Teacher resources and professional development across the curriculum
Teacher professional development and classroom resources across the curriculum
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"Young children often connect new mathematical ideas with old ones by using concrete objects. . . . Teachers should encourage students to use their own strategies to make connections among mathematical ideas, the vocabulary associated with the ideas, and the ways the ideas are represented." (NCTM, 2000, pp. 132-133)
Making connections within mathematics involves two different ways of using connections: (1) building new mathematical ideas from students' previous experiences, and (2) highlighting connections between mathematical topics. Here is an example of the first way to use connections: In a first-grade class, after many experiences with counting and combining, students were given two problems to solve. This was the first problem:
Problem 1: I planted 14 tulips in my front yard and 23 tulips in my back yard. How many tulips will I have in my yard in the spring?
Students used their own strategies to solve the problem -- some used materials to represent the tulips, some looked at a hundreds chart on the wall, and others drew a picture. They all knew that they must explain how they arrived at their answers. Here is how one student (who used a hundreds chart) explained her reasoning:
After students had a chance to share their strategies, the teacher presented a new problem:
Problem 2: There are 20 geese swimming in the pond. Seven fly away. How many geese are in the pond?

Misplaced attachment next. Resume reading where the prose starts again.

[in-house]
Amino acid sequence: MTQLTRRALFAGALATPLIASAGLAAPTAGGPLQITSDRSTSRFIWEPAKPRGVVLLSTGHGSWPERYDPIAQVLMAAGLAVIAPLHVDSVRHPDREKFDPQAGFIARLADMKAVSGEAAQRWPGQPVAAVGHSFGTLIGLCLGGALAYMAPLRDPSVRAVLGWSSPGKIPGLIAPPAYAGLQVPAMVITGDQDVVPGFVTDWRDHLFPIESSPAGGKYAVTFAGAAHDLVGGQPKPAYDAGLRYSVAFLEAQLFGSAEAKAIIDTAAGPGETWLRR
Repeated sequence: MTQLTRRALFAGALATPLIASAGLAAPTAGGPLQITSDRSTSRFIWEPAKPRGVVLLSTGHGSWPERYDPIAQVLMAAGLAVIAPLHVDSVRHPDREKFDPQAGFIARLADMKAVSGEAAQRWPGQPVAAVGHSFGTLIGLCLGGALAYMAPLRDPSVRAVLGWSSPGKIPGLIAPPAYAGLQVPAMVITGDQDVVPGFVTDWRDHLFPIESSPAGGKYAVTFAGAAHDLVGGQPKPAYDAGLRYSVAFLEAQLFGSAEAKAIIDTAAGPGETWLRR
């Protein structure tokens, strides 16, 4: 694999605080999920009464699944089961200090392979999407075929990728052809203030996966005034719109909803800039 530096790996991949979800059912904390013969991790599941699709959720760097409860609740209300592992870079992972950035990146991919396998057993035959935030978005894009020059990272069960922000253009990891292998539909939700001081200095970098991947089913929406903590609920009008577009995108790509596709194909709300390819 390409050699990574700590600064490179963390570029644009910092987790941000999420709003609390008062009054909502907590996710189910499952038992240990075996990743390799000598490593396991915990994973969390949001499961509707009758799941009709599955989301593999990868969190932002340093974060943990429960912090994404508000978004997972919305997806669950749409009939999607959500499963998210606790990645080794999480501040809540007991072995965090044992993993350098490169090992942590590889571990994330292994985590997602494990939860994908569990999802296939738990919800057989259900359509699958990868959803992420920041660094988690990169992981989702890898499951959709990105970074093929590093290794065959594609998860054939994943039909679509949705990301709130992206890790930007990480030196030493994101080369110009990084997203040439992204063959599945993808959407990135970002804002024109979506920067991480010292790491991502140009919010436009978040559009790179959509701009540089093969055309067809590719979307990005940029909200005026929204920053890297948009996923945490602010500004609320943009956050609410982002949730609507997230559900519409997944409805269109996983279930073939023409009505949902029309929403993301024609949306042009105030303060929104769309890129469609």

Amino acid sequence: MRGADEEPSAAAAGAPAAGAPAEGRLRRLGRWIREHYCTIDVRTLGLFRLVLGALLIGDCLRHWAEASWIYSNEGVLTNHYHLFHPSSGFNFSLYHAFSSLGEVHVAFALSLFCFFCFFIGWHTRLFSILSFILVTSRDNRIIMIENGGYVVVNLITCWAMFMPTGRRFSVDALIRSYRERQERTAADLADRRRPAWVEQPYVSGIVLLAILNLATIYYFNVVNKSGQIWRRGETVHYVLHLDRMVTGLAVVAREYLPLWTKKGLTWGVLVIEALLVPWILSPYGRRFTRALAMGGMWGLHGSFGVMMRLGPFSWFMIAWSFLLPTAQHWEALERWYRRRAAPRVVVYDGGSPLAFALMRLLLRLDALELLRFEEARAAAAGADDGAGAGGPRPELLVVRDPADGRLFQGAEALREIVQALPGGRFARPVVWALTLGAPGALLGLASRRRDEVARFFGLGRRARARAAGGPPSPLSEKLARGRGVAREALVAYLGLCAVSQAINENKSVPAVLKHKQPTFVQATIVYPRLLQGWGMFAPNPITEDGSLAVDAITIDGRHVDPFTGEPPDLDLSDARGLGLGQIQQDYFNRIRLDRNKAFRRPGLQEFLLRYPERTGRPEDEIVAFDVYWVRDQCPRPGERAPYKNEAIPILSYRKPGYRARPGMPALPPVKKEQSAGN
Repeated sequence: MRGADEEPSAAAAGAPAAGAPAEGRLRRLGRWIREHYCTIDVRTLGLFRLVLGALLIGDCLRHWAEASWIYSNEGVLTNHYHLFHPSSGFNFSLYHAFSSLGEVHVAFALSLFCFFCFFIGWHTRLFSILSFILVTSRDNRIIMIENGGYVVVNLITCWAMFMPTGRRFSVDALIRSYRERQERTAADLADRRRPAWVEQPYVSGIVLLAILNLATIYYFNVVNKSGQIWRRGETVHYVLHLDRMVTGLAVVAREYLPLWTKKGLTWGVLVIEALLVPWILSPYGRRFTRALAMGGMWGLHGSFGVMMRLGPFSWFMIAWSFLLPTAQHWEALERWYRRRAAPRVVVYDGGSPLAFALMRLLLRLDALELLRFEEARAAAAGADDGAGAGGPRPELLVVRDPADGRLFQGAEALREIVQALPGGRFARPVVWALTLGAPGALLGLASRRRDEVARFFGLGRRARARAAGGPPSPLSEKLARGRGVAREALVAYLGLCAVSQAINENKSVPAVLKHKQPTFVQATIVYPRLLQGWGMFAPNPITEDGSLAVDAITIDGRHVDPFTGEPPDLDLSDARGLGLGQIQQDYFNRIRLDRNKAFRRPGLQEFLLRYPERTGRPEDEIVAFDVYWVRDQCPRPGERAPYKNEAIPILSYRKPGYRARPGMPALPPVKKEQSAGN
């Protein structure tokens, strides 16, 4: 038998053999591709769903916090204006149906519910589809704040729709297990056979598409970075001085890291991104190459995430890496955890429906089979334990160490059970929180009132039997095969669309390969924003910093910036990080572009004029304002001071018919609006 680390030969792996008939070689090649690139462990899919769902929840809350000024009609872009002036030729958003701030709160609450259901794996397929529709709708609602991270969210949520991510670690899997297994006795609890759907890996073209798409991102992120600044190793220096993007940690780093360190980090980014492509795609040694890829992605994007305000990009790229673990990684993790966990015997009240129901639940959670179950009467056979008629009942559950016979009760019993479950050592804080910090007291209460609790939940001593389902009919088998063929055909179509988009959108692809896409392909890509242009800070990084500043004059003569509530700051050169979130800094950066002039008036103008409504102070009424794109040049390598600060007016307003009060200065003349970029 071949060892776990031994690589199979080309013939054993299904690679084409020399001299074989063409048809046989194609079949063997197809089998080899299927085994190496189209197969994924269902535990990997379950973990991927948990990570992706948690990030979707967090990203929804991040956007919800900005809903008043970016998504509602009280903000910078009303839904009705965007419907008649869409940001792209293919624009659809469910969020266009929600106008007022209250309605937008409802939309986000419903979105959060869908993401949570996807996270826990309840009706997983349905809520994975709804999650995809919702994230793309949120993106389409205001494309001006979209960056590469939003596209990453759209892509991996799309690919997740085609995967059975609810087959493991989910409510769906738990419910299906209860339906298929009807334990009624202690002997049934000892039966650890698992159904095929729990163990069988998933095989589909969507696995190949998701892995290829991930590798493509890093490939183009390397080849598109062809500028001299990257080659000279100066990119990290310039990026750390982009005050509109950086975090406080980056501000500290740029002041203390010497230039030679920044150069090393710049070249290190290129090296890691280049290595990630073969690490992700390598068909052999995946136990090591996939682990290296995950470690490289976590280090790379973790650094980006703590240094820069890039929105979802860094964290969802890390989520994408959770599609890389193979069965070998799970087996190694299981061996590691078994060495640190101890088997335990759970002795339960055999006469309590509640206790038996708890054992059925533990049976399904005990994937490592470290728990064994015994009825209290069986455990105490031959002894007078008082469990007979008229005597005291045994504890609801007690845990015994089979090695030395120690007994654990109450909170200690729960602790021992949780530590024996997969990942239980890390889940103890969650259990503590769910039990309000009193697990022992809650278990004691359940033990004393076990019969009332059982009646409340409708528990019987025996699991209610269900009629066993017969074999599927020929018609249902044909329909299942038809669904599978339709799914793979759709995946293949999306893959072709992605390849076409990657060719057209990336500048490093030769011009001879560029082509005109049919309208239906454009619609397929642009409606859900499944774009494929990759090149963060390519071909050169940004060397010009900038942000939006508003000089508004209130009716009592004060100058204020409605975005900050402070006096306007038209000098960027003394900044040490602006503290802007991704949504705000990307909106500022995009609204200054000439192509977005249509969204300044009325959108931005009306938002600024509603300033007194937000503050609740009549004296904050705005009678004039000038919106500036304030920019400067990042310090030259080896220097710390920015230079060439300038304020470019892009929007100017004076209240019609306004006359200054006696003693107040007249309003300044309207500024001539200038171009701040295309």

Once again, the students approached the problem either by working with materials, looking at the hundreds chart, or drawing pictures, and they again shared their strategies with classmates. However, this time it was obvious that the students were seeing the connection between addition (putting together) and subtraction (taking apart), as evidenced by one young boy's explanation of his drawing:
There are many ways that mathematical concepts connect and develop in the early grades. Children should have many experiences with combinations of 10 -- both as a basis of place value and as a benchmark for learning addition facts. For example, if you know that 7 + 3 = 10, how can that help you with 7 + 4 or 7 + 5?
An example of the second facet of connections within mathematics -- the connection among mathematical topics -- is the tangram shapes you explored earlier, which gave you many opportunities to investigate the size and shape of geometric figures and to connect these ideas to area, fractional numbers, and even probability. Concrete materials, such as tangram pieces (which can be used across the grades), also help students see the connections between concepts they learned in first grade and the extensions of those concepts that are part of the second-grade curriculum.
Watch the video segment (duration 0:39) in the viewer box on the upper left to hear a reflection from Gloria Torrejon, a teacher in Arizona.
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